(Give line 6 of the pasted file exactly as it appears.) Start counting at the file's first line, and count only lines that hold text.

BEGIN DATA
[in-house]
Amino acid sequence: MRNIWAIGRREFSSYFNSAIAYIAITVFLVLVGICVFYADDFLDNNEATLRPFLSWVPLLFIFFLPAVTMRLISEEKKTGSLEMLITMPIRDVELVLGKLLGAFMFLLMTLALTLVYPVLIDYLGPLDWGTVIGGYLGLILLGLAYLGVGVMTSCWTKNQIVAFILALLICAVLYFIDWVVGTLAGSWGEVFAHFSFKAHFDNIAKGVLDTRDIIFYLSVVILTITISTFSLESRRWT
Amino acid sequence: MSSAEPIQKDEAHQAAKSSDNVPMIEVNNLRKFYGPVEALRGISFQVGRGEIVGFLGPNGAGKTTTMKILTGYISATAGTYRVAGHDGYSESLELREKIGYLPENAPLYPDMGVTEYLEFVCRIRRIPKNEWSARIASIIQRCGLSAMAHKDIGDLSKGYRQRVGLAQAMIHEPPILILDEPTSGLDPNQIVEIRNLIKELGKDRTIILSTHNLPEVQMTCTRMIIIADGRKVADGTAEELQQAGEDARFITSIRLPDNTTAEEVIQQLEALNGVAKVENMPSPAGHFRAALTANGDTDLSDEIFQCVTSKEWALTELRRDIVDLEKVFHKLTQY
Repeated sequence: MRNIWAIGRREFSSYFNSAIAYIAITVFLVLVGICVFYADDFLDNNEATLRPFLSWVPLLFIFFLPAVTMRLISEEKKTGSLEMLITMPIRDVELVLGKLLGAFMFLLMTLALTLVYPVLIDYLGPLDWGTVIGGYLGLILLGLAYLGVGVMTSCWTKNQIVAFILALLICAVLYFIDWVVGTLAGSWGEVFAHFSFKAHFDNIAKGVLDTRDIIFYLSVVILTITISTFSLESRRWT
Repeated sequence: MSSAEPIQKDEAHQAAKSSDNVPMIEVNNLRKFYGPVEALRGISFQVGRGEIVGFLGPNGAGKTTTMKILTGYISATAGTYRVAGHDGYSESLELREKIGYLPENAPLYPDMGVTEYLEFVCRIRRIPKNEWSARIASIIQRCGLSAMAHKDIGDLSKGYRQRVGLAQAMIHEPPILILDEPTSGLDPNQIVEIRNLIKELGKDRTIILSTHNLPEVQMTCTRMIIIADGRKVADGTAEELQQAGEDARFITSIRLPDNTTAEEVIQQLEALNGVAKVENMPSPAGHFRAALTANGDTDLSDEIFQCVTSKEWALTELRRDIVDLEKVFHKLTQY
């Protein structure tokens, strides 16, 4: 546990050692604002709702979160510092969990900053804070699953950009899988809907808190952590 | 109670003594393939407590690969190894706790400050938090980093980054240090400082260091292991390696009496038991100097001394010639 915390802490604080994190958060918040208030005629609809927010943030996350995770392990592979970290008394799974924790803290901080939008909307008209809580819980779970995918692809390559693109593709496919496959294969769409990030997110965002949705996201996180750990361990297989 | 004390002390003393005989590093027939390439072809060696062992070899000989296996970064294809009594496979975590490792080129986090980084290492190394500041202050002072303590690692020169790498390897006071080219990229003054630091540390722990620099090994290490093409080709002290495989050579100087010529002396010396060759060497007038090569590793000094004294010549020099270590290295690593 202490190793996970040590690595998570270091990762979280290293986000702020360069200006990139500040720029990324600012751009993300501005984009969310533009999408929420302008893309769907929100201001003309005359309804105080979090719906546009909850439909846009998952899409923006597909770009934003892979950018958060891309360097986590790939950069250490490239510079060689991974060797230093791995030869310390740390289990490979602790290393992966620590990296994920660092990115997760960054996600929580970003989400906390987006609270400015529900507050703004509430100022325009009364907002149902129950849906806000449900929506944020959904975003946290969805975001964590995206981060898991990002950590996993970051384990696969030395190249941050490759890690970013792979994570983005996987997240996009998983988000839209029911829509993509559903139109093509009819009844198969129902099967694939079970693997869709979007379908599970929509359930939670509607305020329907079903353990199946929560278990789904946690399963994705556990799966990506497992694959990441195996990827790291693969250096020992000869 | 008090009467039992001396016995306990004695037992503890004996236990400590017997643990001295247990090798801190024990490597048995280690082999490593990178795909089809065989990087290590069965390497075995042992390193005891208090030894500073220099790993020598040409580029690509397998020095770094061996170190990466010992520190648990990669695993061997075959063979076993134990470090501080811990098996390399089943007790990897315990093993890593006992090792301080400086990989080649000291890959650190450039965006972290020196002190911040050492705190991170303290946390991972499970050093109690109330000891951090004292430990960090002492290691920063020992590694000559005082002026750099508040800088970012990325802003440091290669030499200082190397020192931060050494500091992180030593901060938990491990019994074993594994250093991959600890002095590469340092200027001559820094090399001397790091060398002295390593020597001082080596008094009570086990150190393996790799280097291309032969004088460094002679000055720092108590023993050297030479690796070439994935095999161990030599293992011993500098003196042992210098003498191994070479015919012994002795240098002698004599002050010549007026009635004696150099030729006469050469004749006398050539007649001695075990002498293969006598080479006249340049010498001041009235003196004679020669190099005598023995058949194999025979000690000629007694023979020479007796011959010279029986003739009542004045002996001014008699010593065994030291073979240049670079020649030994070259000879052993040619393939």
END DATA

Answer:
């Protein structure tokens, strides 16, 4: 546990050692604002709702979160510092969990900053804070699953950009899988809907808190952590 | 109670003594393939407590690969190894706790400050938090980093980054240090400082260091292991390696009496038991100097001394010639 915390802490604080994190958060918040208030005629609809927010943030996350995770392990592979970290008394799974924790803290901080939008909307008209809580819980779970995918692809390559693109593709496919496959294969769409990030997110965002949705996201996180750990361990297989 | 004390002390003393005989590093027939390439072809060696062992070899000989296996970064294809009594496979975590490792080129986090980084290492190394500041202050002072303590690692020169790498390897006071080219990229003054630091540390722990620099090994290490093409080709002290495989050579100087010529002396010396060759060497007038090569590793000094004294010549020099270590290295690593 202490190793996970040590690595998570270091990762979280290293986000702020360069200006990139500040720029990324600012751009993300501005984009969310533009999408929420302008893309769907929100201001003309005359309804105080979090719906546009909850439909846009998952899409923006597909770009934003892979950018958060891309360097986590790939950069250490490239510079060689991974060797230093791995030869310390740390289990490979602790290393992966620590990296994920660092990115997760960054996600929580970003989400906390987006609270400015529900507050703004509430100022325009009364907002149902129950849906806000449900929506944020959904975003946290969805975001964590995206981060898991990002950590996993970051384990696969030395190249941050490759890690970013792979994570983005996987997240996009998983988000839209029911829509993509559903139109093509009819009844198969129902099967694939079970693997869709979007379908599970929509359930939670509607305020329907079903353990199946929560278990789904946690399963994705556990799966990506497992694959990441195996990827790291693969250096020992000869 | 008090009467039992001396016995306990004695037992503890004996236990400590017997643990001295247990090798801190024990490597048995280690082999490593990178795909089809065989990087290590069965390497075995042992390193005891208090030894500073220099790993020598040409580029690509397998020095770094061996170190990466010992520190648990990669695993061997075959063979076993134990470090501080811990098996390399089943007790990897315990093993890593006992090792301080400086990989080649000291890959650190450039965006972290020196002190911040050492705190991170303290946390991972499970050093109690109330000891951090004292430990960090002492290691920063020992590694000559005082002026750099508040800088970012990325802003440091290669030499200082190397020192931060050494500091992180030593901060938990491990019994074993594994250093991959600890002095590469340092200027001559820094090399001397790091060398002295390593020597001082080596008094009570086990150190393996790799280097291309032969004088460094002679000055720092108590023993050297030479690796070439994935095999161990030599293992011993500098003196042992210098003498191994070479015919012994002795240098002698004599002050010549007026009635004696150099030729006469050469004749006398050539007649001695075990002498293969006598080479006249340049010498001041009235003196004679020669190099005598023995058949194999025979000690000629007694023979020479007796011959010279029986003739009542004045002996001014008699010593065994030291073979240049670079020649030994070259000879052993040619393939």